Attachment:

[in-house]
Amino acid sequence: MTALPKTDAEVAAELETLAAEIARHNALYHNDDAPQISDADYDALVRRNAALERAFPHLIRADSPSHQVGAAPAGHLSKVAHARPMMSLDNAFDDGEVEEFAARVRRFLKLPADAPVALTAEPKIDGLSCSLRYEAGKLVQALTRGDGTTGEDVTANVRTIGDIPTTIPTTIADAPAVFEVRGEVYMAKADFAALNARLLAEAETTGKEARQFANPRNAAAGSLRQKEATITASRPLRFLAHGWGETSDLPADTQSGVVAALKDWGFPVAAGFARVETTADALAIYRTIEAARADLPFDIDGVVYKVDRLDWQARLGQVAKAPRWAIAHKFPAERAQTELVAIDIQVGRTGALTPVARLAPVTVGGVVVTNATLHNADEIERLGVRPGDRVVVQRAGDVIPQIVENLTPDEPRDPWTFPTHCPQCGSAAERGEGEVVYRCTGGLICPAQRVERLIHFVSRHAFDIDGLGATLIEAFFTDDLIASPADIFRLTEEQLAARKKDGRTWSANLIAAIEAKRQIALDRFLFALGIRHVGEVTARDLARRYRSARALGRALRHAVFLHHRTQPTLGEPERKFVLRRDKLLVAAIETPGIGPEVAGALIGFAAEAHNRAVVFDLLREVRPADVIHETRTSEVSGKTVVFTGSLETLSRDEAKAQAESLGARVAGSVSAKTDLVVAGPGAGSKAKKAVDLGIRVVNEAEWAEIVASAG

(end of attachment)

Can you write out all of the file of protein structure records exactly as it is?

[in-house]
Amino acid sequence: MTALPKTDAEVAAELETLAAEIARHNALYHNDDAPQISDADYDALVRRNAALERAFPHLIRADSPSHQVGAAPAGHLSKVAHARPMMSLDNAFDDGEVEEFAARVRRFLKLPADAPVALTAEPKIDGLSCSLRYEAGKLVQALTRGDGTTGEDVTANVRTIGDIPTTIPTTIADAPAVFEVRGEVYMAKADFAALNARLLAEAETTGKEARQFANPRNAAAGSLRQKEATITASRPLRFLAHGWGETSDLPADTQSGVVAALKDWGFPVAAGFARVETTADALAIYRTIEAARADLPFDIDGVVYKVDRLDWQARLGQVAKAPRWAIAHKFPAERAQTELVAIDIQVGRTGALTPVARLAPVTVGGVVVTNATLHNADEIERLGVRPGDRVVVQRAGDVIPQIVENLTPDEPRDPWTFPTHCPQCGSAAERGEGEVVYRCTGGLICPAQRVERLIHFVSRHAFDIDGLGATLIEAFFTDDLIASPADIFRLTEEQLAARKKDGRTWSANLIAAIEAKRQIALDRFLFALGIRHVGEVTARDLARRYRSARALGRALRHAVFLHHRTQPTLGEPERKFVLRRDKLLVAAIETPGIGPEVAGALIGFAAEAHNRAVVFDLLREVRPADVIHETRTSEVSGKTVVFTGSLETLSRDEAKAQAESLGARVAGSVSAKTDLVVAGPGAGSKAKKAVDLGIRVVNEAEWAEIVASAG